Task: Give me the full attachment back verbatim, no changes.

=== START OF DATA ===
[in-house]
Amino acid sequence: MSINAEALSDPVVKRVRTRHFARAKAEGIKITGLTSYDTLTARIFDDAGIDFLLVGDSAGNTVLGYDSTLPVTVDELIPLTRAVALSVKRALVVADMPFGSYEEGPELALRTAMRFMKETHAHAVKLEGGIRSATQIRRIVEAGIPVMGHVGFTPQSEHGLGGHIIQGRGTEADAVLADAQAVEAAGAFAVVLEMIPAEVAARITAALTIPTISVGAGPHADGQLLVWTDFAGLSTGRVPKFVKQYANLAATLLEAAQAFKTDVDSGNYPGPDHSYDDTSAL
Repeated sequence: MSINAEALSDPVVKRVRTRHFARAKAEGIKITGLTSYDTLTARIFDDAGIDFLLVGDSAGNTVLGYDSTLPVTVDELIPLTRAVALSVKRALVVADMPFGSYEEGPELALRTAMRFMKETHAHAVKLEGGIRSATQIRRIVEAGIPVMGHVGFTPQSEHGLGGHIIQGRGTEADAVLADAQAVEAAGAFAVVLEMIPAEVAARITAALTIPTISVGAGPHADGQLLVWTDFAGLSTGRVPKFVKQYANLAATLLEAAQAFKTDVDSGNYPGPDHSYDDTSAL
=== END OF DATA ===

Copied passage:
[in-house]
Amino acid sequence: MSINAEALSDPVVKRVRTRHFARAKAEGIKITGLTSYDTLTARIFDDAGIDFLLVGDSAGNTVLGYDSTLPVTVDELIPLTRAVALSVKRALVVADMPFGSYEEGPELALRTAMRFMKETHAHAVKLEGGIRSATQIRRIVEAGIPVMGHVGFTPQSEHGLGGHIIQGRGTEADAVLADAQAVEAAGAFAVVLEMIPAEVAARITAALTIPTISVGAGPHADGQLLVWTDFAGLSTGRVPKFVKQYANLAATLLEAAQAFKTDVDSGNYPGPDHSYDDTSAL
Repeated sequence: MSINAEALSDPVVKRVRTRHFARAKAEGIKITGLTSYDTLTARIFDDAGIDFLLVGDSAGNTVLGYDSTLPVTVDELIPLTRAVALSVKRALVVADMPFGSYEEGPELALRTAMRFMKETHAHAVKLEGGIRSATQIRRIVEAGIPVMGHVGFTPQSEHGLGGHIIQGRGTEADAVLADAQAVEAAGAFAVVLEMIPAEVAARITAALTIPTISVGAGPHADGQLLVWTDFAGLSTGRVPKFVKQYANLAATLLEAAQAFKTDVDSGNYPGPDHSYDDTSAL